Renewal

December 19, 2018

People at big companies have it hard.

Startups get to start from a clean sheet of paper. No, there's not much money, and yes, it's an uphill slog.

But the ability to mold a business precisely to the economic environment of today is such a huge advantage. This is especially true in technology, where the weight of legacy absolutely kills mature businesses.

This came up the other day talking to some friends. We were talking about self checkout lines at supermarkets, and why so many companies have had a hard time rolling them out. To me, it's obvious: huge deployments like that are the most difficult technology projects, period, full stop. You're working on a revenue-critical system, with high availability requirements, in an environment with tons of legacy, designed for the operating environment of 20 years ago. You aren't going to get the best people because none of them want to work doing IT at a grocery store.

But perhaps the biggest obstacle—and it took me a long time to realize this—is that technology just isn't a C-level priority at most of these places. The execs are worried about cost containment, operations, all sorts of things. But not technology.

Meanwhile Jeff Bezos, in his own words:

IT is so high leverage. You don’t want to imagine a competitor whose IT department is more nimble than yours. Every company has a list of technology projects that the business would like to see implemented as soon as possible. The painful reality is that tough triage decisions are always made, and many projects never get done. Even those that get resourced are often delivered late or with incomplete functionality. If an IT department can figure out how to deliver a larger number of business-enabling technology projects faster, they’ll be creating significant and real value for their organization.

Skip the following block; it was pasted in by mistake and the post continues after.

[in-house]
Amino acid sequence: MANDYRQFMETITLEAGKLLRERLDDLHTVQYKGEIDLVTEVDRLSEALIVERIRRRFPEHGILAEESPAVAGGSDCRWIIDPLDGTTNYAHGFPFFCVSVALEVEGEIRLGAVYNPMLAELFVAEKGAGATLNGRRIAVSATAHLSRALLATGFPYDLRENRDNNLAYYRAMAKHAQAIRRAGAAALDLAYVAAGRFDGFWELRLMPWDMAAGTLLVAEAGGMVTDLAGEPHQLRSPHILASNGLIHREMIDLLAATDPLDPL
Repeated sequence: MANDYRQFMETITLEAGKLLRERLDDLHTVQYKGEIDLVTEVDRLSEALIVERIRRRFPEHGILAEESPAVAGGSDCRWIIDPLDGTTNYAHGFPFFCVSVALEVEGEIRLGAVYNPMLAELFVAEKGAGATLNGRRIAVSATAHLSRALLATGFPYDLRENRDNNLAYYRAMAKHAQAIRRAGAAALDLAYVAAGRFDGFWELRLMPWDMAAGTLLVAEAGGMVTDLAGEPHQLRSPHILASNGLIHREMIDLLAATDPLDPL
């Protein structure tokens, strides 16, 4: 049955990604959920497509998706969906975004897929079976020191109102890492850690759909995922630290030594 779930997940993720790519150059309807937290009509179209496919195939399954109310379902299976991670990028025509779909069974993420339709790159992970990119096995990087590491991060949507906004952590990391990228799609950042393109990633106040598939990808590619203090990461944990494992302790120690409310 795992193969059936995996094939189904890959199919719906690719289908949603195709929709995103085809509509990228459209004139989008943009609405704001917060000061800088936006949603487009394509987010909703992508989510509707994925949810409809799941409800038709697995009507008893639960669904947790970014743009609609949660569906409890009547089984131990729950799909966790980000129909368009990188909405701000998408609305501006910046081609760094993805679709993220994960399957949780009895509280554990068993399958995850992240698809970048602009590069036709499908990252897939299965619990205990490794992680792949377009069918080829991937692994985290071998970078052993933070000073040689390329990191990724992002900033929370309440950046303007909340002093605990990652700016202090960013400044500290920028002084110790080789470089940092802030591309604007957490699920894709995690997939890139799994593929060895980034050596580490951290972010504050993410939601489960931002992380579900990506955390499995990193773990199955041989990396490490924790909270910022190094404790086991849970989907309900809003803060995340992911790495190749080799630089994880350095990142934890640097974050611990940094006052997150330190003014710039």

Birth and death are so important. People get set in their ways. Sometimes the only way to effect real change, is to change who's in charge. Sometimes that means one business has to fail so another can succeed.

But this is the only way to ensure customer satisfaction, in the long term.

← Previous